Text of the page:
I found this article on storyboarding, this is something I’ve only just started to use for eLearning. It turns out that I’ve been using the art of storyboarding all along, just that I call it planning because in my background in business and education, this is what we call it.
The art of storyboarding is simply a matter of style and letting go of the rules. Whether your style is textual, visual, or both it’s an integral part of the eLearning design process.
The “art of cooking” doesn’t necessarily mean being trained at a prestigous culinary school and understanding the science behind the ingredients, but having a good practical sense of how to execute basic tasks, knowing how to blend flavors, and being attentive to the presentation – the plating. Similarly, the art of storyboarding is blending all the content, assets, instruction, and navigation in a logical, easy-to-understand document or set of documents. The storyboard is now a working blueprint for one person or a team as well as a way to record the overall project for future maintenance.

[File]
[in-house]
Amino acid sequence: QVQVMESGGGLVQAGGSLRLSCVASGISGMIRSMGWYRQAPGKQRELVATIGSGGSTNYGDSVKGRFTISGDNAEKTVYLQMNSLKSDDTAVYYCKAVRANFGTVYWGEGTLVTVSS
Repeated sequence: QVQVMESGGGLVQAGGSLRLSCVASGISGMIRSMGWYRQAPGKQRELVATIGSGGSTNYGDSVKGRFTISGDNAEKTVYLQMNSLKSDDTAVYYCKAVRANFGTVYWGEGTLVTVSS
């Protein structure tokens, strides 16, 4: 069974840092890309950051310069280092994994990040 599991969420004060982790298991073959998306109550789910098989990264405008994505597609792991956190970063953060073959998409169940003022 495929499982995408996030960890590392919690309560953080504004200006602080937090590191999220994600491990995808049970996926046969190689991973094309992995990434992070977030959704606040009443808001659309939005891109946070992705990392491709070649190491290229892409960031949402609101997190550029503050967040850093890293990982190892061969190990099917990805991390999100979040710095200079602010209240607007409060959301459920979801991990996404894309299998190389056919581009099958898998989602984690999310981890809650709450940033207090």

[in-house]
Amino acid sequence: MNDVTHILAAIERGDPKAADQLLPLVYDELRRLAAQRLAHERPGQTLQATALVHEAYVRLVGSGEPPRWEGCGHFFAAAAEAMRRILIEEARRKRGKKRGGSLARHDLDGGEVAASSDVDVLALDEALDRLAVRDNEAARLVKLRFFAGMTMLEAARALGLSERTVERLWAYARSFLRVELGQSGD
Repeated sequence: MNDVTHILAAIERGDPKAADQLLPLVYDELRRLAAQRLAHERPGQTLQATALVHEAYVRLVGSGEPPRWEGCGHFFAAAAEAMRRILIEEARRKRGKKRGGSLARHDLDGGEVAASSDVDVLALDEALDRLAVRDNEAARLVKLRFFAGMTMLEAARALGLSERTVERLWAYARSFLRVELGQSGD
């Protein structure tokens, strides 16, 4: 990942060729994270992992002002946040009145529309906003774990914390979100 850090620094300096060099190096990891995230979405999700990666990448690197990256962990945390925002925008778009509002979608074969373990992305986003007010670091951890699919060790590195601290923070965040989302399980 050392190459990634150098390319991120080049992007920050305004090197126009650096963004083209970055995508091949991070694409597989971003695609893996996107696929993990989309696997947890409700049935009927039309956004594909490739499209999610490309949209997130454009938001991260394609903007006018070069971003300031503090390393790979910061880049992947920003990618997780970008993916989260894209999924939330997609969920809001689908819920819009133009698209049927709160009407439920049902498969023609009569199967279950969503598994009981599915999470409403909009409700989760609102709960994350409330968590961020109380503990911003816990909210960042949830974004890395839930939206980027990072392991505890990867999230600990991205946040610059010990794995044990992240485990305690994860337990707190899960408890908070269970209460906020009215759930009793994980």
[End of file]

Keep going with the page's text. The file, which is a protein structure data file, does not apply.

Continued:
The word “art” also means there are no rules. (Yay! No rules!) Well, there are some rules but essentially this means there is no right or wrong way to storyboard a project. Each project dictates what needs to be accomplished, and each company or team has its own internal cultural language. The point is to have documentation that outlines and/or maps the flow instruction. So the art in storyboarding is as much the creative design process as is the eLearning course itself. The more time you devote to the storyboard, the less time is needed for development.